This article was originally published in Domus 483 / February 1970
1952, a villa on the Tyrrhenian coast: “La Saracena ” in Santa Marinella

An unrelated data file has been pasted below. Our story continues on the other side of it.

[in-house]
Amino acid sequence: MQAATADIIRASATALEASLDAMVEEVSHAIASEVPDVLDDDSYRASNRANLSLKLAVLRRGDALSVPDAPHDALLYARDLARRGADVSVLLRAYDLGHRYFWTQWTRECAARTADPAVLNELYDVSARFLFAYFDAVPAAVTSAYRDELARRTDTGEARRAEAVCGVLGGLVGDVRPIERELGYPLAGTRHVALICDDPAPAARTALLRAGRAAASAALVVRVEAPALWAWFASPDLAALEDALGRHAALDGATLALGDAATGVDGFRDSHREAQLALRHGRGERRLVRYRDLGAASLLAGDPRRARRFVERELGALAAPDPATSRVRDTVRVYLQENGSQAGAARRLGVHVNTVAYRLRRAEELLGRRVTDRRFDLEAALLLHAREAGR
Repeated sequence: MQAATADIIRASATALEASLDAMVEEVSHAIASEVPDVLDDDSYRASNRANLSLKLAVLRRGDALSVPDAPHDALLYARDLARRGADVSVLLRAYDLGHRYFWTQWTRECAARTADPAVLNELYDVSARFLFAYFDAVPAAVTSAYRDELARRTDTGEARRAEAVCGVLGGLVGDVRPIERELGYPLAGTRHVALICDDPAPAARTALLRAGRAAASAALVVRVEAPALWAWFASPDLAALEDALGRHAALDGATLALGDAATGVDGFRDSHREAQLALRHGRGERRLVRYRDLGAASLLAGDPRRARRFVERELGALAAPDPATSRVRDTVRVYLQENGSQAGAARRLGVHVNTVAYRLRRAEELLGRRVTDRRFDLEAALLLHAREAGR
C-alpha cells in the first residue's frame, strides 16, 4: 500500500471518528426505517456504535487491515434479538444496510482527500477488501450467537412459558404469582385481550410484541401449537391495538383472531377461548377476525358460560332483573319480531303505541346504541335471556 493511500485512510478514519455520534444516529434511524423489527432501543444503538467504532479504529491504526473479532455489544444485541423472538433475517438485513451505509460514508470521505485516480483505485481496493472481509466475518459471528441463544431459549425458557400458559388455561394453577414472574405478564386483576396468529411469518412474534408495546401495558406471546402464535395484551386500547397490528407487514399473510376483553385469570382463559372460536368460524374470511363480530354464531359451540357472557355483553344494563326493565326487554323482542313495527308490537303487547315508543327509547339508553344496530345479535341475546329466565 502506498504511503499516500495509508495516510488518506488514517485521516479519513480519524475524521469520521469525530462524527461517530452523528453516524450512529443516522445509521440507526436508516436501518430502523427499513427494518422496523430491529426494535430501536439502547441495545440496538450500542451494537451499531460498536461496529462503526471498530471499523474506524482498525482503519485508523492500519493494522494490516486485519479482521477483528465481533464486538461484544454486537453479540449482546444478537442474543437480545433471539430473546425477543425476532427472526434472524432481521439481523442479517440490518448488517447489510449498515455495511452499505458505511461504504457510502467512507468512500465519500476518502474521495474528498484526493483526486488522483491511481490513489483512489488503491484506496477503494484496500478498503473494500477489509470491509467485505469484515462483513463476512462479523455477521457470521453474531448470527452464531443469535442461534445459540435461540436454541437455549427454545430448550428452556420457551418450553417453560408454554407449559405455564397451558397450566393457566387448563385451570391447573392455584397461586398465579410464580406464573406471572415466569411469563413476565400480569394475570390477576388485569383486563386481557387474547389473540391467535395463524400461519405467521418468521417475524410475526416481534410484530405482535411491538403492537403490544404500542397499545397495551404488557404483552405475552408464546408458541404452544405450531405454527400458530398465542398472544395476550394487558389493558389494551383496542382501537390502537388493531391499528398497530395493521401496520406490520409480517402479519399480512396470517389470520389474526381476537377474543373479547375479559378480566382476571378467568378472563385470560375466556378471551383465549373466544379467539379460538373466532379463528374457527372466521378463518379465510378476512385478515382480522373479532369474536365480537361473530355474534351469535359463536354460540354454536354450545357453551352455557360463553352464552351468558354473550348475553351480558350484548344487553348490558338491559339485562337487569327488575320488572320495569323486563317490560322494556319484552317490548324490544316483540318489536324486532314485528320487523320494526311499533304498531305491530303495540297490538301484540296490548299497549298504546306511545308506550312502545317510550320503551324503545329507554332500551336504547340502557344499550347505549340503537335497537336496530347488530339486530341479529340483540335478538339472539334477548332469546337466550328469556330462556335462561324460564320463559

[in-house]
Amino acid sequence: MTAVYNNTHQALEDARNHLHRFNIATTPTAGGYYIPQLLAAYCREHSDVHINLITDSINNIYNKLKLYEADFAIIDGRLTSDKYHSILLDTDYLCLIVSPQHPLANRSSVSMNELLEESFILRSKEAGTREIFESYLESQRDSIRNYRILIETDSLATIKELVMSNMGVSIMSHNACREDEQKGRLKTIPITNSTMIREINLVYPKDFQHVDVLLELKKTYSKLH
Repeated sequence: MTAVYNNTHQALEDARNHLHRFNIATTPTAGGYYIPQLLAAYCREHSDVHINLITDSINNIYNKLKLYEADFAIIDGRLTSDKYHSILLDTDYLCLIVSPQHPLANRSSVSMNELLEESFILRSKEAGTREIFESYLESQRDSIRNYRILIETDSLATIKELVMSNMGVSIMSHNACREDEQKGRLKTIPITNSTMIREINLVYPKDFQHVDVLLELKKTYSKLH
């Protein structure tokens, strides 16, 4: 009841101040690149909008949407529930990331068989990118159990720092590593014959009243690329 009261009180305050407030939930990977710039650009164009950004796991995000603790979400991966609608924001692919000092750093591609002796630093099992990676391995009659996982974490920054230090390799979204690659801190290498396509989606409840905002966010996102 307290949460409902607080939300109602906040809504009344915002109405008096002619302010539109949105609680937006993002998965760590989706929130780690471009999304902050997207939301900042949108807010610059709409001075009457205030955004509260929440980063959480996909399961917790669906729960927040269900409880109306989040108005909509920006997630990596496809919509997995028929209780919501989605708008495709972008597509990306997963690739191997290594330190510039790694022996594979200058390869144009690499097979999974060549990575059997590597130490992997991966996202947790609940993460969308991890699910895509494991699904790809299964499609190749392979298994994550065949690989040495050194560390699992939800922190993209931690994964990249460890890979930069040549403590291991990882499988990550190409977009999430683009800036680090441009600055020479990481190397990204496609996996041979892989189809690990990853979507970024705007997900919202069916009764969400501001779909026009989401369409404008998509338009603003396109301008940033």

As its layout reveals, this house is divided into two spaces: the living-room and dining area overlooking the coast, and the bedrooms set further back, away from the sea. […] From the terrace on the rocks, in front of the living-room, one descends to the cave at sea level, closed off by the fine gate by Claire Falkenstein, illustrated here. The house is almost hermetically sealed from the street and the city, and this distance is consolidated on the inside with a circular space surrounded by a high wall. The walls facing the sea, meanwhile, have been all but eliminated, replaced with completely retractable shutters. […] The critical examination of a house’s architecture also includes a psychological assessment of relations between the house and the architect’s interpretation “as if the house were for himself”. Indeed, for every worthy client, we architects seek to design something that we would dream of inhabiting ourselves, and I believe this is truly the most reverent gift that an architect can give to the people who will live between “his” walls.